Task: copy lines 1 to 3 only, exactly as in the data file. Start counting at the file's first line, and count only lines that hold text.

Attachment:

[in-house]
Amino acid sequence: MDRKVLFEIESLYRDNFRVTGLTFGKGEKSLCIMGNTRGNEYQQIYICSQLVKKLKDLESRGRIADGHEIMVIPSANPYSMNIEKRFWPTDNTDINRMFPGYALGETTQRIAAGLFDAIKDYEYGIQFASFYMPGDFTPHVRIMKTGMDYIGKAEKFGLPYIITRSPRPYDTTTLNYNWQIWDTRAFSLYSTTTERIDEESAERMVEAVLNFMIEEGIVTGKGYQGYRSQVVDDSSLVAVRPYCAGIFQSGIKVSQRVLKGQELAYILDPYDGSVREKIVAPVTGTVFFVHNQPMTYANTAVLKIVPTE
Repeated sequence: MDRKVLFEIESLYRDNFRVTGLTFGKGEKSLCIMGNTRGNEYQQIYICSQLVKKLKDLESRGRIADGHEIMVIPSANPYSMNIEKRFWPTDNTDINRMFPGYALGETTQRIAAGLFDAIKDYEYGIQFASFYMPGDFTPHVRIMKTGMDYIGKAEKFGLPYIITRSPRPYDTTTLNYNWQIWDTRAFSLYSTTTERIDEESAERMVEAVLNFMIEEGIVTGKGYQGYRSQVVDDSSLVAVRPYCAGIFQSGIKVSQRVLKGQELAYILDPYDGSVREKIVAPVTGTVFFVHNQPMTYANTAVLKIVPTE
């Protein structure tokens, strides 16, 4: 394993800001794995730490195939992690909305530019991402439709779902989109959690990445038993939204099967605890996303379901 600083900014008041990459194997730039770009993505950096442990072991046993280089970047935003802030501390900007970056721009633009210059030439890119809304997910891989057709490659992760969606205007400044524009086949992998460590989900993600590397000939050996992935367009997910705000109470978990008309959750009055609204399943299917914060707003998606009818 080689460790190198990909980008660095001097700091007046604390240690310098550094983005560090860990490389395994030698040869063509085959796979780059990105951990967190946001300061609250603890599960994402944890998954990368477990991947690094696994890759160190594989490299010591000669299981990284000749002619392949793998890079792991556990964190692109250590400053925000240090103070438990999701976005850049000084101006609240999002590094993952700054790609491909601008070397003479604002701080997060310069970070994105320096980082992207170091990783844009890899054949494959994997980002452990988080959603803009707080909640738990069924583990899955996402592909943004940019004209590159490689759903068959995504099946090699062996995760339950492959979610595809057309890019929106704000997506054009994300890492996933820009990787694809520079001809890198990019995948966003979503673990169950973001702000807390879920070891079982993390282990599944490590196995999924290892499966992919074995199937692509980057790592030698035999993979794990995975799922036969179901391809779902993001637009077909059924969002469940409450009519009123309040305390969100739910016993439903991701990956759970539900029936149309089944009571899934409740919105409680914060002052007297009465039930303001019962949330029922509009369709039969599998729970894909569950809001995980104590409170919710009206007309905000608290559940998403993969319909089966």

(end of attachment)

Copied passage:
[in-house]
Amino acid sequence: MDRKVLFEIESLYRDNFRVTGLTFGKGEKSLCIMGNTRGNEYQQIYICSQLVKKLKDLESRGRIADGHEIMVIPSANPYSMNIEKRFWPTDNTDINRMFPGYALGETTQRIAAGLFDAIKDYEYGIQFASFYMPGDFTPHVRIMKTGMDYIGKAEKFGLPYIITRSPRPYDTTTLNYNWQIWDTRAFSLYSTTTERIDEESAERMVEAVLNFMIEEGIVTGKGYQGYRSQVVDDSSLVAVRPYCAGIFQSGIKVSQRVLKGQELAYILDPYDGSVREKIVAPVTGTVFFVHNQPMTYANTAVLKIVPTE
Repeated sequence: MDRKVLFEIESLYRDNFRVTGLTFGKGEKSLCIMGNTRGNEYQQIYICSQLVKKLKDLESRGRIADGHEIMVIPSANPYSMNIEKRFWPTDNTDINRMFPGYALGETTQRIAAGLFDAIKDYEYGIQFASFYMPGDFTPHVRIMKTGMDYIGKAEKFGLPYIITRSPRPYDTTTLNYNWQIWDTRAFSLYSTTTERIDEESAERMVEAVLNFMIEEGIVTGKGYQGYRSQVVDDSSLVAVRPYCAGIFQSGIKVSQRVLKGQELAYILDPYDGSVREKIVAPVTGTVFFVHNQPMTYANTAVLKIVPTE